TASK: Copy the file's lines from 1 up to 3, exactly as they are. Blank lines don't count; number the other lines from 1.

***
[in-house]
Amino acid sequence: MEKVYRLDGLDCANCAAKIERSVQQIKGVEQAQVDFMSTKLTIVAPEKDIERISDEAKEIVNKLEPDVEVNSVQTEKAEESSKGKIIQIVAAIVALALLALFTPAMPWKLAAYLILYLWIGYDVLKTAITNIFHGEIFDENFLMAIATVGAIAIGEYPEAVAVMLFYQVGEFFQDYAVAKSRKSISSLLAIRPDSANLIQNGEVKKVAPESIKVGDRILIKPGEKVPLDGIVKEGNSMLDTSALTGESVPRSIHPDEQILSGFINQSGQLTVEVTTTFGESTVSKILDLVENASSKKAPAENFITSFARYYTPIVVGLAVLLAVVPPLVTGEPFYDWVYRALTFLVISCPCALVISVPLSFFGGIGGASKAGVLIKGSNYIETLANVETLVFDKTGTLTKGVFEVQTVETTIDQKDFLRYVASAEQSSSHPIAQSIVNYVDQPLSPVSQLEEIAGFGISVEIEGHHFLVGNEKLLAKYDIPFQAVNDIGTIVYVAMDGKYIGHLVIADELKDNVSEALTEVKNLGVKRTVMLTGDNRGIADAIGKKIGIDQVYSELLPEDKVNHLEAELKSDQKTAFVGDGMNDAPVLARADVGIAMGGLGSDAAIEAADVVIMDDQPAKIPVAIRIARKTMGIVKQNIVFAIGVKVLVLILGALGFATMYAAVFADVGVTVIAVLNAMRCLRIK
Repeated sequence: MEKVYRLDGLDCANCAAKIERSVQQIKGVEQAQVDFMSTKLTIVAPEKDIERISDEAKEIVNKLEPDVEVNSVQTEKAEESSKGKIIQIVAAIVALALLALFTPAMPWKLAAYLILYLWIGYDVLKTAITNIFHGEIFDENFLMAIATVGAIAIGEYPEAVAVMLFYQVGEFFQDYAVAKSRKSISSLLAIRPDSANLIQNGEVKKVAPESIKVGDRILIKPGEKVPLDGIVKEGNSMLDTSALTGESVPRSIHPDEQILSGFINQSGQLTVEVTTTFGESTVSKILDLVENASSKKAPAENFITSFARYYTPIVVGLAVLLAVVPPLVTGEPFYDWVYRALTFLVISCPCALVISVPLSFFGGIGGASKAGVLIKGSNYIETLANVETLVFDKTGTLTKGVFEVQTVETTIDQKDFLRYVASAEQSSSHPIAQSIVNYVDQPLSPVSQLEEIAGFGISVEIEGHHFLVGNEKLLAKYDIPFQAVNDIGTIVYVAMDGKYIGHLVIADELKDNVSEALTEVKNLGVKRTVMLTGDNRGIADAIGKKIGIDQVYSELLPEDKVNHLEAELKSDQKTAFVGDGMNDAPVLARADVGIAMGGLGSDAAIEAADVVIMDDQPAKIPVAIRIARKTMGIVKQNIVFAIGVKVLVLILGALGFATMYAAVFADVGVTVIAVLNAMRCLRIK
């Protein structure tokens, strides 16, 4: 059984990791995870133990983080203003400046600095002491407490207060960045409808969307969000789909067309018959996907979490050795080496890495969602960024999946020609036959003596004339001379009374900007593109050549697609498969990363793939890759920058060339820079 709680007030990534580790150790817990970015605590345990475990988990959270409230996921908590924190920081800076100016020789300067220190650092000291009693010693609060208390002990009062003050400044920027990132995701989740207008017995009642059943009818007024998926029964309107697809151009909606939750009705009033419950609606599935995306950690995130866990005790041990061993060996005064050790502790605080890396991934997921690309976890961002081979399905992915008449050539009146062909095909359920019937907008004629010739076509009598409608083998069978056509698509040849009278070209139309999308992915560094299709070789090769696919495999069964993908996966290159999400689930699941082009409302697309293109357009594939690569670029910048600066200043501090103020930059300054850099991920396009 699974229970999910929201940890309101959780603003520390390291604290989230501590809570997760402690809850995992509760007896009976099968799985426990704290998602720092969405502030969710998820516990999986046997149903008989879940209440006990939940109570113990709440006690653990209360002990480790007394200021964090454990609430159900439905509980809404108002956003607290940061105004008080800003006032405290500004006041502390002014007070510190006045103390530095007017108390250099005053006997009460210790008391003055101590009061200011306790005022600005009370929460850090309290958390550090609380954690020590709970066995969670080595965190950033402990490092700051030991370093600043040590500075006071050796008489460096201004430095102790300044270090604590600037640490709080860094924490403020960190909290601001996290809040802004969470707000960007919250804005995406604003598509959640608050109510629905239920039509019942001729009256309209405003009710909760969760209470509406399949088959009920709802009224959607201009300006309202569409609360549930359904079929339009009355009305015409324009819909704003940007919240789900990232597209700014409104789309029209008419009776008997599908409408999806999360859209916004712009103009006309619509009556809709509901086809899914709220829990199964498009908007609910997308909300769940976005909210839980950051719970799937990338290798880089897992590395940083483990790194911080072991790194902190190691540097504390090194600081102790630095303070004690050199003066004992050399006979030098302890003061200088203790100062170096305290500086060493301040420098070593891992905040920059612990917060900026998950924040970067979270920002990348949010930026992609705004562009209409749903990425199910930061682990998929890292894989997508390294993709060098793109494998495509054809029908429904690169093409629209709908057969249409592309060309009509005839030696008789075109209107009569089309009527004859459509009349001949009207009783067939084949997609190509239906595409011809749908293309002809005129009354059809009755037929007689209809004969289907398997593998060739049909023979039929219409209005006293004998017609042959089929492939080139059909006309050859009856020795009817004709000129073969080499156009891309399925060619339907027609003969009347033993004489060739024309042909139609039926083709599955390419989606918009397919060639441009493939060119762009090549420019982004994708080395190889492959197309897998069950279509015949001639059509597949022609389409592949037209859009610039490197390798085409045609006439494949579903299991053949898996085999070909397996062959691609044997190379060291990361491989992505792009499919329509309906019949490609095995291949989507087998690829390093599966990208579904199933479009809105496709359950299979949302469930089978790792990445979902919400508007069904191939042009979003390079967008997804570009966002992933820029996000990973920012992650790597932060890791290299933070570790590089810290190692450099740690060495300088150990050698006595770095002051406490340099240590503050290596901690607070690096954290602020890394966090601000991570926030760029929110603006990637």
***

[in-house]
Amino acid sequence: MEKVYRLDGLDCANCAAKIERSVQQIKGVEQAQVDFMSTKLTIVAPEKDIERISDEAKEIVNKLEPDVEVNSVQTEKAEESSKGKIIQIVAAIVALALLALFTPAMPWKLAAYLILYLWIGYDVLKTAITNIFHGEIFDENFLMAIATVGAIAIGEYPEAVAVMLFYQVGEFFQDYAVAKSRKSISSLLAIRPDSANLIQNGEVKKVAPESIKVGDRILIKPGEKVPLDGIVKEGNSMLDTSALTGESVPRSIHPDEQILSGFINQSGQLTVEVTTTFGESTVSKILDLVENASSKKAPAENFITSFARYYTPIVVGLAVLLAVVPPLVTGEPFYDWVYRALTFLVISCPCALVISVPLSFFGGIGGASKAGVLIKGSNYIETLANVETLVFDKTGTLTKGVFEVQTVETTIDQKDFLRYVASAEQSSSHPIAQSIVNYVDQPLSPVSQLEEIAGFGISVEIEGHHFLVGNEKLLAKYDIPFQAVNDIGTIVYVAMDGKYIGHLVIADELKDNVSEALTEVKNLGVKRTVMLTGDNRGIADAIGKKIGIDQVYSELLPEDKVNHLEAELKSDQKTAFVGDGMNDAPVLARADVGIAMGGLGSDAAIEAADVVIMDDQPAKIPVAIRIARKTMGIVKQNIVFAIGVKVLVLILGALGFATMYAAVFADVGVTVIAVLNAMRCLRIK
Repeated sequence: MEKVYRLDGLDCANCAAKIERSVQQIKGVEQAQVDFMSTKLTIVAPEKDIERISDEAKEIVNKLEPDVEVNSVQTEKAEESSKGKIIQIVAAIVALALLALFTPAMPWKLAAYLILYLWIGYDVLKTAITNIFHGEIFDENFLMAIATVGAIAIGEYPEAVAVMLFYQVGEFFQDYAVAKSRKSISSLLAIRPDSANLIQNGEVKKVAPESIKVGDRILIKPGEKVPLDGIVKEGNSMLDTSALTGESVPRSIHPDEQILSGFINQSGQLTVEVTTTFGESTVSKILDLVENASSKKAPAENFITSFARYYTPIVVGLAVLLAVVPPLVTGEPFYDWVYRALTFLVISCPCALVISVPLSFFGGIGGASKAGVLIKGSNYIETLANVETLVFDKTGTLTKGVFEVQTVETTIDQKDFLRYVASAEQSSSHPIAQSIVNYVDQPLSPVSQLEEIAGFGISVEIEGHHFLVGNEKLLAKYDIPFQAVNDIGTIVYVAMDGKYIGHLVIADELKDNVSEALTEVKNLGVKRTVMLTGDNRGIADAIGKKIGIDQVYSELLPEDKVNHLEAELKSDQKTAFVGDGMNDAPVLARADVGIAMGGLGSDAAIEAADVVIMDDQPAKIPVAIRIARKTMGIVKQNIVFAIGVKVLVLILGALGFATMYAAVFADVGVTVIAVLNAMRCLRIK